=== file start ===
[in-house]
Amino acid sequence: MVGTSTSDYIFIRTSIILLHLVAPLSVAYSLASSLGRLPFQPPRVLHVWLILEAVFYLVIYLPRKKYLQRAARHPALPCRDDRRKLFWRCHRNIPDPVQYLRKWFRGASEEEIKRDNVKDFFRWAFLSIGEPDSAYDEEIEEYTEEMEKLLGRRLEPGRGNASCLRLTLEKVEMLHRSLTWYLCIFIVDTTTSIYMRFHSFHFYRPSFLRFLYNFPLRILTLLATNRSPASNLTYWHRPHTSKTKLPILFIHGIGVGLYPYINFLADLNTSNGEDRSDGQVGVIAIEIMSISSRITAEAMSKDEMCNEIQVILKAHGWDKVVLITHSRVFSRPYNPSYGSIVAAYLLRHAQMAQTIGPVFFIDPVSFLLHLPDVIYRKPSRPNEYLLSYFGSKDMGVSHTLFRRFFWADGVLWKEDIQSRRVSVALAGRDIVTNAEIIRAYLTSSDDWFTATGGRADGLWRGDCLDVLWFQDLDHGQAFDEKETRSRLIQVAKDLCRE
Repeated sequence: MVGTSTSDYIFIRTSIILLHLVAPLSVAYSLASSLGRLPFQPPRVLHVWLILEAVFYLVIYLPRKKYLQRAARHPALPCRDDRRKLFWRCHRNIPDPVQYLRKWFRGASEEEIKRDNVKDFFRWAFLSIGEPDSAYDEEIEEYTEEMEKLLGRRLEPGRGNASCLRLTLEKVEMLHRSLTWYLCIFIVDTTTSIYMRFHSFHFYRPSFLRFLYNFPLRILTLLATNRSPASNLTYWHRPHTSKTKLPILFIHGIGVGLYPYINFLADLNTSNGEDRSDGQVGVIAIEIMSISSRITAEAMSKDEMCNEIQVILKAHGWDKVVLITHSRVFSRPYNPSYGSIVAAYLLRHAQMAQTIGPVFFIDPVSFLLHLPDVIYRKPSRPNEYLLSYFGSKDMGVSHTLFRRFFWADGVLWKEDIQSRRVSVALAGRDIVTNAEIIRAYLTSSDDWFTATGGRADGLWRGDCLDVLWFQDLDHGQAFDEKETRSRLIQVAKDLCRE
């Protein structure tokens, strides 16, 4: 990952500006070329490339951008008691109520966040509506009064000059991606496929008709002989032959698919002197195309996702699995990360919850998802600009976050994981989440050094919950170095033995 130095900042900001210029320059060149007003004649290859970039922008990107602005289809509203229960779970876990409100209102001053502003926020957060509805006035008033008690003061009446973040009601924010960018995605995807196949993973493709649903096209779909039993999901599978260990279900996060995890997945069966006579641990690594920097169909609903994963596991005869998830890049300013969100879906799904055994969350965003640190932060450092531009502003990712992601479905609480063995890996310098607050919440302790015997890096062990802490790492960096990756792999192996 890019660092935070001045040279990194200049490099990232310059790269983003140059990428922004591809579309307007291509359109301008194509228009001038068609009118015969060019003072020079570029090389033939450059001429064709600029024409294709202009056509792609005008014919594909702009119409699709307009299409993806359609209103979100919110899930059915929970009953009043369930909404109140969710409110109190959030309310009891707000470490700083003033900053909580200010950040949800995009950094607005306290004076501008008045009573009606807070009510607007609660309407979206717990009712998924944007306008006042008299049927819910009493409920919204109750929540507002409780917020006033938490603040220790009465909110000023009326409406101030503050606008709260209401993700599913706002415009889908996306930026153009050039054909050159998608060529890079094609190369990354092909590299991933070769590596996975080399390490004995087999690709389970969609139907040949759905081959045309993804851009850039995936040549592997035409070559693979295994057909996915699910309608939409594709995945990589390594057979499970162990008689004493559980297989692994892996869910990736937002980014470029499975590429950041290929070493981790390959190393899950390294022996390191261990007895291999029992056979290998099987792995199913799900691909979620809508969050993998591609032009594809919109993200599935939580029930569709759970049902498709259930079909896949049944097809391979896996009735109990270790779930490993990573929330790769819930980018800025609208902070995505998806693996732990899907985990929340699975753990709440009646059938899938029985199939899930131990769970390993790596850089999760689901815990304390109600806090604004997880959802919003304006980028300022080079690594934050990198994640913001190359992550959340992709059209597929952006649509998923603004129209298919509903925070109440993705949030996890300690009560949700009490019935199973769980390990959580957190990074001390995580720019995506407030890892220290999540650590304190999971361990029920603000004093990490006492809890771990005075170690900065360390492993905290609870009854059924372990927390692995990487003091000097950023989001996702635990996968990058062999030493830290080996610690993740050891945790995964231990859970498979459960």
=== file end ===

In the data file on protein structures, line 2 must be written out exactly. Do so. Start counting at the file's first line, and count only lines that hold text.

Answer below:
Amino acid sequence: MVGTSTSDYIFIRTSIILLHLVAPLSVAYSLASSLGRLPFQPPRVLHVWLILEAVFYLVIYLPRKKYLQRAARHPALPCRDDRRKLFWRCHRNIPDPVQYLRKWFRGASEEEIKRDNVKDFFRWAFLSIGEPDSAYDEEIEEYTEEMEKLLGRRLEPGRGNASCLRLTLEKVEMLHRSLTWYLCIFIVDTTTSIYMRFHSFHFYRPSFLRFLYNFPLRILTLLATNRSPASNLTYWHRPHTSKTKLPILFIHGIGVGLYPYINFLADLNTSNGEDRSDGQVGVIAIEIMSISSRITAEAMSKDEMCNEIQVILKAHGWDKVVLITHSRVFSRPYNPSYGSIVAAYLLRHAQMAQTIGPVFFIDPVSFLLHLPDVIYRKPSRPNEYLLSYFGSKDMGVSHTLFRRFFWADGVLWKEDIQSRRVSVALAGRDIVTNAEIIRAYLTSSDDWFTATGGRADGLWRGDCLDVLWFQDLDHGQAFDEKETRSRLIQVAKDLCRE